When parents break up or divorce, there is often a dispute regarding custody of their children. Conservatorship, possession, and access are the legal terms used in Texas to define a parent's rights, duties, and visitation schedules. When making a determination about parental conservatorship and possession of the child, the court's primary consideration is always "the best interest of the child." The overriding policy of the Texas Family Code is to assure that both parents have frequent contact with their children and to encourage parents to share parenting responsibilities. The courts will consider the safety and stability of the child's environment in its decisions. Like any family law matter, custody battles can be arduous and stressful.
It is imperative to have one of our family law attorneys to analyze your unique circumstances to provide counsel and guidance through these proceedings, so call our firm today!
Factors Influencing Conservatorship, Possession, & Access
There are cases where a court may decide that joint managing conservatorship or a standard possession schedule is not in the best interest of the child. Basically, a court may consider any relevant factor in determining conservatorship, possession, and access. The most common factors include:
- The child's emotional and physical needs: The court may consider how a parent meets, or fails to meet, the emotional and physical needs of the child.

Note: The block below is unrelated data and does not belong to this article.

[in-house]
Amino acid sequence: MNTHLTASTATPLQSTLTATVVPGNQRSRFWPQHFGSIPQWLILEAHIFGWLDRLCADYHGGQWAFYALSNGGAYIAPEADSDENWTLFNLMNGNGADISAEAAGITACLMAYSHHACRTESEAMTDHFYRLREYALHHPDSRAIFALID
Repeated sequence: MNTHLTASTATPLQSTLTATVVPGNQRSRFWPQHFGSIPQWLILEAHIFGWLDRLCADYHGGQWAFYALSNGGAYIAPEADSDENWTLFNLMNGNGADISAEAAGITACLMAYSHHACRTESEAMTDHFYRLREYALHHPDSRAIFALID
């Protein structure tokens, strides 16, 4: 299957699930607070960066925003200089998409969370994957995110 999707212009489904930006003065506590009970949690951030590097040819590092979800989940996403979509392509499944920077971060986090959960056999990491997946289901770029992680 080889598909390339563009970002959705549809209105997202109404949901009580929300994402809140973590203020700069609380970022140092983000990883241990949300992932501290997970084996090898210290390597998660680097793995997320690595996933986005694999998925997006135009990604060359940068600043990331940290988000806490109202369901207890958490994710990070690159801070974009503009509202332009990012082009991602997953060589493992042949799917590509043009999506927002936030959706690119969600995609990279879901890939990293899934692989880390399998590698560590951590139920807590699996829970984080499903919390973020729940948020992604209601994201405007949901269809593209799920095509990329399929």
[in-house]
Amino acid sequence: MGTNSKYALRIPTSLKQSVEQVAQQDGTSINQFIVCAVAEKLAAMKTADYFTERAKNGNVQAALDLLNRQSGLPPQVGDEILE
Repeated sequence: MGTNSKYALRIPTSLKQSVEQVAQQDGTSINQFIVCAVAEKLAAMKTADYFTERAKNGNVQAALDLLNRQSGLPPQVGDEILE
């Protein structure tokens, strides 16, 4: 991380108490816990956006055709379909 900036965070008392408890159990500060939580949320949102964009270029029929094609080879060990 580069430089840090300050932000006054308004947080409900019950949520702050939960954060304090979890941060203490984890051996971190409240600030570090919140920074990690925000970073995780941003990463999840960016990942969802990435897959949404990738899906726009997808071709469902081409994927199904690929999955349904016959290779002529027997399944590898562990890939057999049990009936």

- Age of the child: The needs of a child under age 3 are very different than the needs of a teenager. The court will consider the age of the child in its determination.
- Parent involvement: The court may consider whether both parents have been involved in child rearing. Does one parent travel a lot for work? Does one parent have an inconsistent work schedule that affects the amount of time that parent can spend with the child?
- The preference of the child: Starting at the age of 12, Texas courts may consider the opinions of the child.
- Past and potential harmful actions: A history and ongoing pattern of physical abuse or substance abuse can strongly affect the outcome of custody cases, even resulting in supervised visitation.
Standard Possession Order
There is a presumption in Texas that a Standard Possession Order for visitation is in the best interest of the child. Typically one parent has the right to determine the primary residence of the child and the other parent has visitation. There are many variations to the Standard Possession Order that may be reached by agreement. In fact, more and more parents are agreeing to equal possession schedules. Our lawyers can help you craft a possession schedule that works for you and your family.
The Texas Family Code sets forth guidelines for determining the amount of child support. Child support is calculated by multiplying the non-custodial parent's net resources by a percentage determined according to the number of children affected by the suit. The percentage changes based on the number of children that are subject to the suit and the percentage may be reduced for a parent who has other children he or she is required to support from another relationship. The Code provides a guideline, but there are factors that may be considered to increase or decrease child support. There are even situations where neither parent pays the other parent child support due to equal earnings and equal possession of the child. Our skilled attorneys can assure that you receive, or pay, the appropriate amount of support.